• 15 heures
  • Difficile

Mis à jour le 23/01/2018

Events

Connectez-vous ou inscrivez-vous gratuitement pour bénéficier de toutes les fonctionnalités de ce cours !

Node.js is an events-based JavaScript development environment. In the first chapter I showed you what that means, i.e. there is only one thread but none of the operations is blocking. This way, longer operations (loading a file, downloading a web page, starting a web server, etc.) are launched in the background and a callback function is called when the operation is complete.

The non-blocking model in programming
The non-blocking model in programming

The events are the base of Node.js. This is what makes Node.js powerful but also a little more difficult to grasp because it forces us to code with lots of callback functions.

Here, we are going to look into the details of how Node.js functions work. We will see, in particular, how we can listen to and create events. Any self-respecting Node.js developer should know how to do it, so let’s get to work! :D

Listening to events

Surprise! You already know how to listen to events in JavaScript. You’re not going to tell me that you’ve never used a library such as jQuery to listen to events on your webpage!

For example:

$("canvas").on("mouseleave", function() { ... });

With this kind of instruction, you are asking for a callback function to be run when the mouse leaves an <canvas> element on the page. This is called attaching an event to the page’s DOM.

With Node.js, the principle is exactly the same. A very large number of Node.js objects emit events. Their particularity is that they all inherit from an EventEmitter object provided by Node.

For example, let’s take the http module that we used to create our web server. It includes a Server object that emits events. The figure below is an extract from the online Node.js documentation:

The Node.js documentation shows the events that the objects emit
The Node.js documentation shows the events that the objects emit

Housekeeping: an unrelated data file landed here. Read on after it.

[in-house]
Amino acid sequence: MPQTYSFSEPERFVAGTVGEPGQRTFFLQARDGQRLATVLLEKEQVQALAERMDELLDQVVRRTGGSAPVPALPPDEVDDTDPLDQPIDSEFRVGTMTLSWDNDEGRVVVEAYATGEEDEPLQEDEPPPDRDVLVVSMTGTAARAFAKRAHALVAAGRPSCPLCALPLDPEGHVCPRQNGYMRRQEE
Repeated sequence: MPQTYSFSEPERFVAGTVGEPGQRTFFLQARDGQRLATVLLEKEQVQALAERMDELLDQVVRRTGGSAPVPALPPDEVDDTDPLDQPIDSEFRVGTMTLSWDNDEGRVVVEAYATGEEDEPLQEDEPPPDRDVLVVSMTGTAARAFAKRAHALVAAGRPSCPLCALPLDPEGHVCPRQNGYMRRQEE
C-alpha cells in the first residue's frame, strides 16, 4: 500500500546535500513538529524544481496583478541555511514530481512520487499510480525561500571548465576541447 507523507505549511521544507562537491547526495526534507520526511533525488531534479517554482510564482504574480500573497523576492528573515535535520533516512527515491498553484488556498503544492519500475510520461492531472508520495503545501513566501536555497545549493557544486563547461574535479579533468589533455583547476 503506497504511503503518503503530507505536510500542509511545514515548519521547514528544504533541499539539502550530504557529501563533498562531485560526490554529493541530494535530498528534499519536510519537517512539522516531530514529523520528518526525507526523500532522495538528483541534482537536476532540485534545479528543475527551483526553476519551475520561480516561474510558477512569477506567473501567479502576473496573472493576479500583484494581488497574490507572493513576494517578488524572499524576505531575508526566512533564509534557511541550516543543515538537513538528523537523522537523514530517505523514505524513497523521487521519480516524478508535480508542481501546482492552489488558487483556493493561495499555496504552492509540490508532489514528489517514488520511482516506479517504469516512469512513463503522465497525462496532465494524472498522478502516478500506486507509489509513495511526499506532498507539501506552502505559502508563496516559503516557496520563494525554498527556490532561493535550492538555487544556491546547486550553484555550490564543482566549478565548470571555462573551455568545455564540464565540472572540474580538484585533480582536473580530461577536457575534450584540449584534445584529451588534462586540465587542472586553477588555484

How can you listen to these events? Supposing that, for example, we want to listen to the close event that occurs when the server is stopped. You simply need to use the on() method and enter:

  • The name of the event that you are listening to (here it’s "close").

  • The callback function to call when the event occurs.

Example:

server.on('close', function() {
    // Do something when the server is stopped
})

Here’s a real, complete example: we launch the server and then stop it soon after. We’re listening to the close event that occurs when the server is stopped. We display a message in the console when the server is preparing to stop.

var http = require('http');

var server = http.createServer(function(req, res) {
  res.writeHead(200);
  res.end('Hi everybody!');
});

server.on('close', function() { // We listened to the close event
    console.log('Goodbye!');
})

server.listen(8080); // Starts the server

server.close(); // Stops the server. Triggers the close event

But… createServer() contains a callback function too. Why don’t we use on() here?

Well spotted! It’s actually a code contraction. Read the CreateServer section in the documentation shown in the previous web code. It says that the callback function that we send to it as a setting is automatically added to the "request" event!

So this code:

var server = http.createServer(function(req, res) { });

… can be rewritten like this in a more detailed way:

// Equivalent code to the previous one
var server = http.createServer();
server.on('request', function(req, res) { });

In short, events are everywhere, you can’t avoid them! :D
Some are simply slightly "hidden" as in this case, but it’s important to know what’s happening behind it.

Emitting events

If you want to emit events too, it’s very simple, just include the EventEmitter module and create an object based on Event Emitter.

var EventEmitter = require('events').EventEmitter;

var game = new EventEmitter();

Then, to emit an event in your code, you justy need to enter emit() from your object based on EventEmitter. Indicate:

  • The name of the event that you want to manage (ex: "gameover"). It’s your choice.

  • One or several possible settings to pass (optional).

Here, I’m generating a "gameover" event and I’m sending a message to the recipient of the event via a setting:

game.emit('gameover', 'You lose!');

Anyone who wants to listen to the event then needs to do:

game.on('gameover', function(message) { });

Here is a complete code to test the emission of events:

var EventEmitter = require('events').EventEmitter;

var game = new EventEmitter();

game.on('gameover', function(message){
    console.log(message);
});

game.emit('gameover', 'You lose!');

I’ll admit that it’s a little too simple. This code is limited to emitting an event. In reality, events will be emitted from the functions built within other functions – this is where Node.js gets its richness.

As you can see, the principle really isn’t complicated to understand! :)

game.emit('newplayer', 'Mario', 35); // Sends the name of a new player who’s just arrived and gives their age

Summing up

  • All Node.js applications are based on a mechanism of events, which determine which function will be called next.

  • With the on()  method, you can listen to an event and say which function is to be called when the event occurs.

  • With the emit()  method you can create your own event and so cause the triggering of the functions that are waiting for that event.

Exemple de certificat de réussite
Exemple de certificat de réussite